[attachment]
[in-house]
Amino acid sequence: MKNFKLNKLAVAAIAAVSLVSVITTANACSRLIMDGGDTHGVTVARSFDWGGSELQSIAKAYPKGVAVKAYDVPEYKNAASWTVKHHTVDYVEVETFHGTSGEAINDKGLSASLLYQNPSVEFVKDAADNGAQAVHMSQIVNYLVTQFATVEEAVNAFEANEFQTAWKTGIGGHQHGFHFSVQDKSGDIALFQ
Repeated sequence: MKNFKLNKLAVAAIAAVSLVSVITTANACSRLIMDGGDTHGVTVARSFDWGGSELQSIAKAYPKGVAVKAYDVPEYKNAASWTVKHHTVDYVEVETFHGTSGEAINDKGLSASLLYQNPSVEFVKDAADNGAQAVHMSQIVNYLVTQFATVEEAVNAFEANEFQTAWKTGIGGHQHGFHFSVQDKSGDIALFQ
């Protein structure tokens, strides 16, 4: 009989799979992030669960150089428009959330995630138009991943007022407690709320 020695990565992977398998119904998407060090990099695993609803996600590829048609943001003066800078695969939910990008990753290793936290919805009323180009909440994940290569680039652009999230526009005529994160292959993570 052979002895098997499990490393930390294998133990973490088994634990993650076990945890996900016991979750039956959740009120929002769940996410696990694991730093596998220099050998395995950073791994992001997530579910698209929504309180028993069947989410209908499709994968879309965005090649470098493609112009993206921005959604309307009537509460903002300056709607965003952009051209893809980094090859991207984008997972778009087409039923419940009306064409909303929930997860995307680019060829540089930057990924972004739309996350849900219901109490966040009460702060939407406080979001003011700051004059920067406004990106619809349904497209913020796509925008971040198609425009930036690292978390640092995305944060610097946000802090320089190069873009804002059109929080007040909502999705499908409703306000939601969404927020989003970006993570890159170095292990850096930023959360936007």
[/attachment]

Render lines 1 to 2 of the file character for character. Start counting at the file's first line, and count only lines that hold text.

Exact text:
[in-house]
Amino acid sequence: MKNFKLNKLAVAAIAAVSLVSVITTANACSRLIMDGGDTHGVTVARSFDWGGSELQSIAKAYPKGVAVKAYDVPEYKNAASWTVKHHTVDYVEVETFHGTSGEAINDKGLSASLLYQNPSVEFVKDAADNGAQAVHMSQIVNYLVTQFATVEEAVNAFEANEFQTAWKTGIGGHQHGFHFSVQDKSGDIALFQ